My finest hour though was when I was in Prep. I didn't have an easy time in Prep, it was a lot like a first date, no one knew anyone, and we milled around awkwardly asking each other accusatory discovery questions like "do you like saveloys?" or "is that your aqua crayon?" hoping to weed out the week. One girl had the absolute temerity to have a yellow Superman school bag and short hair, while my main foible, apart from the whole shoelace thing, was that I didn't understand the concept of a wind up, and as a result I was pretty humourless, but also a good friend to the oppressed. Damn that our school didn't have a blind kid or at least a poor immigrant. Anyway, there was a threatened teachers strike in the middle of term two of our prep year (or play-do term, as it was known) and word got around as we tried to mould our green do into something like, oh I don't know, a ball or a cat (or in my case a circle with eyes). While none of us knew what a strike was, we were pretty sure that it meant more time at home, and none of us wanted to be deprived of our easy access to nap time, lunch order boxes or beanbag valley. As it happened, those things were mostly my concerns, so I stood in the sandpit at little lunch and said something akin to "If they shut the school, what about us kids!" - yes, I was just like a great politician, inspiring the masses, girls with braces feeding me grapes. It was a firey speech, until I accutely remember no one at all paying attention to me. The concerns of the masses were far more on exactly how a girl called Pippa had got the scar on her arm, and my militant political activism was short lived. Crushed, I sat down to eat my disgusting paste filled sandwich, totally angry and fed up as to why no-one cared about what happened to the kids of this world. At which point, as I munched on the paste and the bitter taste of apathy, Pippa, scar and all, came up to me, blonde hair blowing in the air conditioned playground (t'were posh our bit), striding towards me and the painted red wall against which I was leaning. She leant over, giggled, said something like "you're funny" and left again...

And so, began a different kind of life...and of course, different kinds of disappointment...her opinions on saveloys, however, to this day remain unknown and unrecorded...

9 comments:

Miladysa said...

Your school days seem to be a mix of Gregory's Girl/Grange Hill/Recess/The Exorcist...

Another winner :D

TA

squib said...

So here's my idea. You print out all your blog posts and put a lacky band around them and call it 'Looking for Blue Eyeshadow Girl'. Or 'Finding Blue Heaven Nog' (or whatever that disgusting stuff was called). I think you have a novel here!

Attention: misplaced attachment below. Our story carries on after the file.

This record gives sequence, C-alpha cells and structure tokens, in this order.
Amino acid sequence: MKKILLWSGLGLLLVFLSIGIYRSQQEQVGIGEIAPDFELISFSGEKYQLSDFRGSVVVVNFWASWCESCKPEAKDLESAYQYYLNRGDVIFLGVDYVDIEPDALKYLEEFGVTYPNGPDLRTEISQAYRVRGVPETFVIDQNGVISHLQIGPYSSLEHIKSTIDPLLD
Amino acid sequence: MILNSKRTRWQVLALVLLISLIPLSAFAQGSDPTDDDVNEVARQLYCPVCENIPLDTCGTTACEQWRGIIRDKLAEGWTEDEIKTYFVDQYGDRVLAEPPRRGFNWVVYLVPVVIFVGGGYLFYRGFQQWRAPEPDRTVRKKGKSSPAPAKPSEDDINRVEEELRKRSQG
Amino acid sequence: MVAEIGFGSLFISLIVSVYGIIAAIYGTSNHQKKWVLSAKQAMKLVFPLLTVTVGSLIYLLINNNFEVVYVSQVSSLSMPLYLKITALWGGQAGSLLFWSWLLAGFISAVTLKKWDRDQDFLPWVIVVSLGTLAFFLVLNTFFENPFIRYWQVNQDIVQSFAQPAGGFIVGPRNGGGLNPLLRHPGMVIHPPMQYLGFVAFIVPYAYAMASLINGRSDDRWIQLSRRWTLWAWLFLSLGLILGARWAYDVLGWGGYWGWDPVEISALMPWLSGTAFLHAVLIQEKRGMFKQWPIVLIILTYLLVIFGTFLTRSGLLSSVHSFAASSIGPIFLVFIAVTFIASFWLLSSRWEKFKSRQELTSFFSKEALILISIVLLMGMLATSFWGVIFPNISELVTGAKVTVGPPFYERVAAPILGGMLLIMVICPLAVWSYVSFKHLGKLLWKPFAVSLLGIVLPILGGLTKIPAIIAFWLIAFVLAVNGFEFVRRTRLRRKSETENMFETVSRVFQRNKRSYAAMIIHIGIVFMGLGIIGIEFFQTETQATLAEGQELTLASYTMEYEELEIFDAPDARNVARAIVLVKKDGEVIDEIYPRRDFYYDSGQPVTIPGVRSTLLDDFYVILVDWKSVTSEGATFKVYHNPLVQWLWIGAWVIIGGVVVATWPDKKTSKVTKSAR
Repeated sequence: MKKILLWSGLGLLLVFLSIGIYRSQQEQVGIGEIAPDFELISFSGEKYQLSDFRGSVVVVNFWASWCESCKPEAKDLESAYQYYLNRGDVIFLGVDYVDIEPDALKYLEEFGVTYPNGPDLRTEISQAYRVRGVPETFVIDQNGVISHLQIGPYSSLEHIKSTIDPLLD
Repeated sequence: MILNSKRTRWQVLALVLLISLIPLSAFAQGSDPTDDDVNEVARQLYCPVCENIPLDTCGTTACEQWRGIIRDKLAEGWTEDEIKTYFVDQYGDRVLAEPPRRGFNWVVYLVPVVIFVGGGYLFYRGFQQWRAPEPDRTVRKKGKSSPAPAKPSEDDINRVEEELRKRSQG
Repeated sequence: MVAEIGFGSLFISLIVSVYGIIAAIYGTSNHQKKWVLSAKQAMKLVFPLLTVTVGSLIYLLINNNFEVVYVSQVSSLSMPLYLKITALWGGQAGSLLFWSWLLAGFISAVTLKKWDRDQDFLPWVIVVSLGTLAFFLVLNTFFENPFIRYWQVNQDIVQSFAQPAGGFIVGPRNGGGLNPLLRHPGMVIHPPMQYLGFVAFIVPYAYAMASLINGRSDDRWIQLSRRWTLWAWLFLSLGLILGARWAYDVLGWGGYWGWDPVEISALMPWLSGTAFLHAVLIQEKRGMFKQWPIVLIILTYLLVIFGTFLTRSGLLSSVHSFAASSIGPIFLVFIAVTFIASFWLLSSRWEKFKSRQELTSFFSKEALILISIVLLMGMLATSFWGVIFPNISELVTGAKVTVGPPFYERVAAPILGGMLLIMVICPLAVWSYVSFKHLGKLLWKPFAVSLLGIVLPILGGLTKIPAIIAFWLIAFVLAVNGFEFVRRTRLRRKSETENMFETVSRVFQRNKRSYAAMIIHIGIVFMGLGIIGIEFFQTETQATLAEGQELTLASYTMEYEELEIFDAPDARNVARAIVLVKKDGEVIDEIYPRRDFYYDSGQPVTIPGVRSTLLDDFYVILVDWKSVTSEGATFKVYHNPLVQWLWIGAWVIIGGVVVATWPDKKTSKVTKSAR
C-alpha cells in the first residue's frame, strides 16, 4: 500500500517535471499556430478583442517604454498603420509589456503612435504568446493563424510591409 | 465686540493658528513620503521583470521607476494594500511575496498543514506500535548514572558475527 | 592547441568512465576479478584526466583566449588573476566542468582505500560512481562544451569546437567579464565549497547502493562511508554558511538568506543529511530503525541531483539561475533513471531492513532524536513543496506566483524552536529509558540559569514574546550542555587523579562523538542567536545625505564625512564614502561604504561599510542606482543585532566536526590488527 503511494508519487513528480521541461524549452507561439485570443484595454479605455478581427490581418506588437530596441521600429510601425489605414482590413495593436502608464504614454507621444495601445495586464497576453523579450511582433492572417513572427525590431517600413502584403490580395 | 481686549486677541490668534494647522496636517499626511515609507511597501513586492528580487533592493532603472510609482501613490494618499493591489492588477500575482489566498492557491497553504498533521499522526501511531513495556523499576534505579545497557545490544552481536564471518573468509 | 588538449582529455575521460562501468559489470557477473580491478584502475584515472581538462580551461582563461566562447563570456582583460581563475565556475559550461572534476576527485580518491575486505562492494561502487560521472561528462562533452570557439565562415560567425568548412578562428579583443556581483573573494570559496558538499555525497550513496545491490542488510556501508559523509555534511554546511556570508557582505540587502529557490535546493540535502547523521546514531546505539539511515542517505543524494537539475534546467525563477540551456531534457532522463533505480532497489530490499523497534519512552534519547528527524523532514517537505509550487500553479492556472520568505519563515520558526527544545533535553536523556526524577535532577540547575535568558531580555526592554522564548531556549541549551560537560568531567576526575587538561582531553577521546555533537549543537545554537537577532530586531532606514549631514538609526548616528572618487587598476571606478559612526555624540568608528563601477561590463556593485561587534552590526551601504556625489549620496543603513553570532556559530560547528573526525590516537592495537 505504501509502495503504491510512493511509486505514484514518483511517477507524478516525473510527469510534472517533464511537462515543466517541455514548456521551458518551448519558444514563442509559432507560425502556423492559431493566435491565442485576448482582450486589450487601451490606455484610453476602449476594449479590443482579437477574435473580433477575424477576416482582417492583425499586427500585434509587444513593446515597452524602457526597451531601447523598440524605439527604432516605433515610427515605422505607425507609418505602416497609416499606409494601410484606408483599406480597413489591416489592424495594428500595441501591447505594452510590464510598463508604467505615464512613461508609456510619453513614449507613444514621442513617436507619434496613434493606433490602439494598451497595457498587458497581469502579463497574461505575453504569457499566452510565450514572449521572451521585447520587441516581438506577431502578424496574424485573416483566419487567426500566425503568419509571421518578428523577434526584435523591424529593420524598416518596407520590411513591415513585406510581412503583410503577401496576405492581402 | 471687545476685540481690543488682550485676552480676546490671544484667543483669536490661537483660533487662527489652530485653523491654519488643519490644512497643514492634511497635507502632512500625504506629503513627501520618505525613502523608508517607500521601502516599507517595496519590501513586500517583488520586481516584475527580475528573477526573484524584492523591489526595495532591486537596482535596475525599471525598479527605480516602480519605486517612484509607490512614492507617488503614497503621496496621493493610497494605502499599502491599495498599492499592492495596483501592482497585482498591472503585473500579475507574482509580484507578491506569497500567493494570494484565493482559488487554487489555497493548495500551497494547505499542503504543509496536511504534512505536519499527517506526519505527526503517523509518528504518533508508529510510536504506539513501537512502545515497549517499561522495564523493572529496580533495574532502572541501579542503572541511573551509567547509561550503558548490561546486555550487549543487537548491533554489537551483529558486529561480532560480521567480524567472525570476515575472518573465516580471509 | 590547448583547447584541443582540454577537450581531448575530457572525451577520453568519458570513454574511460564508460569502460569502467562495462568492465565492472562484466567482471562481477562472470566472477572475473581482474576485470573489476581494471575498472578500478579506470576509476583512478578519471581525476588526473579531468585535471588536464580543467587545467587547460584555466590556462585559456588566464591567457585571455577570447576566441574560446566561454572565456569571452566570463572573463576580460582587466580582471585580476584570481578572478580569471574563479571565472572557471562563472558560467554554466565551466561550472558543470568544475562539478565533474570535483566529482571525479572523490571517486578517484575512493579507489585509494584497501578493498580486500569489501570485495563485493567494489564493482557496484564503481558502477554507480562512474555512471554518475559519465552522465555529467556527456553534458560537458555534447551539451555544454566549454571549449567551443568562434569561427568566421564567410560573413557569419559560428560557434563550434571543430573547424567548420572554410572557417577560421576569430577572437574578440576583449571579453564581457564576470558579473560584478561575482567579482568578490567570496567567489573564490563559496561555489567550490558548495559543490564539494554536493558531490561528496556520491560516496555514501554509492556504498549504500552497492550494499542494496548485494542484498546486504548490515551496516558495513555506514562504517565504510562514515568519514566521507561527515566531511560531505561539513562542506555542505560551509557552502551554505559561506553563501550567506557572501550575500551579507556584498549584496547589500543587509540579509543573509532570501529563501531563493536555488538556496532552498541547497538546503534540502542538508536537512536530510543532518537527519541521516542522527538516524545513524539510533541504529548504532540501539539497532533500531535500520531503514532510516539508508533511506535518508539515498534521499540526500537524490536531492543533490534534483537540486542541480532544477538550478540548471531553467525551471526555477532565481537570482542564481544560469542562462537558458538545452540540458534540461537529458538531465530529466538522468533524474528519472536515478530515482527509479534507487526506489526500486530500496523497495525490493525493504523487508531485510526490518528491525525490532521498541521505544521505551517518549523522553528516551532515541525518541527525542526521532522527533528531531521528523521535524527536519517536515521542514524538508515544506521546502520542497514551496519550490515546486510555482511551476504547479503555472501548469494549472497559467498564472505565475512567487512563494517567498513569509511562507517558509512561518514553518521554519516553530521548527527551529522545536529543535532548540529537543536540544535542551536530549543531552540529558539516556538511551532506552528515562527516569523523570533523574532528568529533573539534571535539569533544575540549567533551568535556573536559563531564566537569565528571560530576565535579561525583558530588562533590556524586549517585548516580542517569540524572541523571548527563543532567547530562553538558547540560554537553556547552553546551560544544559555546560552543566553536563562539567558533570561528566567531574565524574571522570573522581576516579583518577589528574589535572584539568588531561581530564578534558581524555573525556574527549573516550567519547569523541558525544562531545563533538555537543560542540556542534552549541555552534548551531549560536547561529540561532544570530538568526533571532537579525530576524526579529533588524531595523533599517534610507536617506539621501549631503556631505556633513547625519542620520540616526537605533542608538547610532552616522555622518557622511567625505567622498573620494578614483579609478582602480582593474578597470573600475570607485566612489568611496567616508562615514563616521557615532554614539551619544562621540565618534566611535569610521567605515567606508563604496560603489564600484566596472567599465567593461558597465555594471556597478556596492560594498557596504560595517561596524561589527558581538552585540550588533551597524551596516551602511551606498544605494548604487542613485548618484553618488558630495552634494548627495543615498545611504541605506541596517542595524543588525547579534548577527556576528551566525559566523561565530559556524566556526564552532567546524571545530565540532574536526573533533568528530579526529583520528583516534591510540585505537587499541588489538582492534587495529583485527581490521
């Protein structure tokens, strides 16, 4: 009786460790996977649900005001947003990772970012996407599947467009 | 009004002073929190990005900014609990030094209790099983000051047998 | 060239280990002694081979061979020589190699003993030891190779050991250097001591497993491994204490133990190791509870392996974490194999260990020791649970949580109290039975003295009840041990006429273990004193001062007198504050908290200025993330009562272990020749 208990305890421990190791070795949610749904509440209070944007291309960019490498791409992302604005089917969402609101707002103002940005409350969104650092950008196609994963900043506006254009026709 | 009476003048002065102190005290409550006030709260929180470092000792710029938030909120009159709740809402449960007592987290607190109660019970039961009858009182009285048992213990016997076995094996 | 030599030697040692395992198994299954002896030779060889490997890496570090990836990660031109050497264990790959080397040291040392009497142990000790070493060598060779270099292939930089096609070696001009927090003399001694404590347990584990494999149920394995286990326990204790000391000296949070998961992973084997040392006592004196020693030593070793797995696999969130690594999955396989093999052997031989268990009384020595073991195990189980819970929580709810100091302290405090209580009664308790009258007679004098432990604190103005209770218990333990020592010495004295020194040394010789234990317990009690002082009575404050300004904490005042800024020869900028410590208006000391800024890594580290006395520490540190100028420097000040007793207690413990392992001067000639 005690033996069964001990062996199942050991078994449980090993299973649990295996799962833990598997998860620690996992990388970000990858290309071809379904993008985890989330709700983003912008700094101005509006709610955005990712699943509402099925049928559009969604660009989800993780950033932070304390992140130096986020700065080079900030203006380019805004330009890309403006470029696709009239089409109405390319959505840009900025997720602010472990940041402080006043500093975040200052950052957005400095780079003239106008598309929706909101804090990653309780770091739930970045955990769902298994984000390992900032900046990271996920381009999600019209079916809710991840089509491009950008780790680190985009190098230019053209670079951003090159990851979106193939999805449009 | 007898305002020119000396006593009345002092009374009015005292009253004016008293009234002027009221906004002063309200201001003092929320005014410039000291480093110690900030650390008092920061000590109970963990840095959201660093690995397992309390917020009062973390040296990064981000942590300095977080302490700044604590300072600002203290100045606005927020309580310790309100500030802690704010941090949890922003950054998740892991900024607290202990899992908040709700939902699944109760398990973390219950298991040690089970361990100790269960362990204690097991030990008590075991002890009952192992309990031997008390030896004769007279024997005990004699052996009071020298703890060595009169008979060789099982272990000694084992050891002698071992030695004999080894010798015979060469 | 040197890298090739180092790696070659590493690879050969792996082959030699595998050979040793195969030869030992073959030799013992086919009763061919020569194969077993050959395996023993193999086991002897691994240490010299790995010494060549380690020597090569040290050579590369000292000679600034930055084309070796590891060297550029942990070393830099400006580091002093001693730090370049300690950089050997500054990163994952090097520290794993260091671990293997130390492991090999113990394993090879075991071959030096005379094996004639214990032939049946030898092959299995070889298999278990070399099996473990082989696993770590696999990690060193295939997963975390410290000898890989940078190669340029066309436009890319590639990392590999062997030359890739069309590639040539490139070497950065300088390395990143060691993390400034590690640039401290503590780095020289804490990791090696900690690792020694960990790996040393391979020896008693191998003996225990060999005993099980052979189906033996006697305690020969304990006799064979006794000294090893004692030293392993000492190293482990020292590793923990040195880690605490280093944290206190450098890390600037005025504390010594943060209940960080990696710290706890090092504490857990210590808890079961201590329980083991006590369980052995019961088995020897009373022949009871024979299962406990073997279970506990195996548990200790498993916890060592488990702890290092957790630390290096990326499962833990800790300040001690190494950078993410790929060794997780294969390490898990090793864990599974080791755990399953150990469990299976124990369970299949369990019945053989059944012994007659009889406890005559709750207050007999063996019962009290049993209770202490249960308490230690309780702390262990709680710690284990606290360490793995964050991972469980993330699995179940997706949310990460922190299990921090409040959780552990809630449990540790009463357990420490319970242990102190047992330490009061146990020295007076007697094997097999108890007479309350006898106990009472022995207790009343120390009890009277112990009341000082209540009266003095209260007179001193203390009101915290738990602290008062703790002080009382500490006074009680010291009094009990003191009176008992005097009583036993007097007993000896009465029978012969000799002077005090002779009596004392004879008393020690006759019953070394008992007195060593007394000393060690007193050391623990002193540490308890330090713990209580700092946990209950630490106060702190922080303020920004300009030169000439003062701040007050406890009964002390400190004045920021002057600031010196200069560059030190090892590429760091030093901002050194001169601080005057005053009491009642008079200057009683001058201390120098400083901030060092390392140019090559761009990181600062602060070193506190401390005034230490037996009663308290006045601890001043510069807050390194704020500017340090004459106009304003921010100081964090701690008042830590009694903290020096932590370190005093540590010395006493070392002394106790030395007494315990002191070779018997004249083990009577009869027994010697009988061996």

I can be your agent. I'll only take 50%. Is that fair or wot?

Jannie said...

Myabe you should've given Tina Sparkle your silver crayon and all would've been forgiven? :)

We owe all this brilliance to Pippa?? Long live Pippa!

Oh, and the Taz 2-Step is quite starting to catch on here in our solar heated playgrounds. You shuld come and watch sometime.

rhubarbwhine said...

I'm laughing at Tina Sparkle. Poor Tina, imagine being ripped off from her dancing award!

Miles McClagan said...

We didn't have anyone making an anti drugs record though like on Grange Hill...they were definitely interesting days though...if ever I get one of my old school pictures out, it seems like a different person!

I thought you were going to say print all these blog posts out, put a band around them and send them to her...50%, can I knock you down to a robust 43%?

Well, Tina Sparkle couldn't have my gold Crayon, that was the king of my (Crayola) castle...and yes, it's mostly Pippas fault...the Tassie 2 Step should really be a dance craze you know...it just needs a film clip...

She was completely ripped off...I think she should have lodged a protest or got some kind of encouragement award, but meh, life isn't fair is it!

Kath Lockett said...

"back in Big W, the girl who looks exhausted, out of shape, puffed and like she's retaining chips..."
It's all GOLD Miles...!

Miles McClagan said...

She certainly wasn't retaining exercise, that's for sure...

Baino said...

Well you are funny!

"I hope blue eyeshadow girl isn't like that" - you haven't even spoken to her yet?

Miles McClagan said...

No, because I only ever see her when she's working elsewhere from me...it's impolite to disturb...she is enigmatic, I will say that!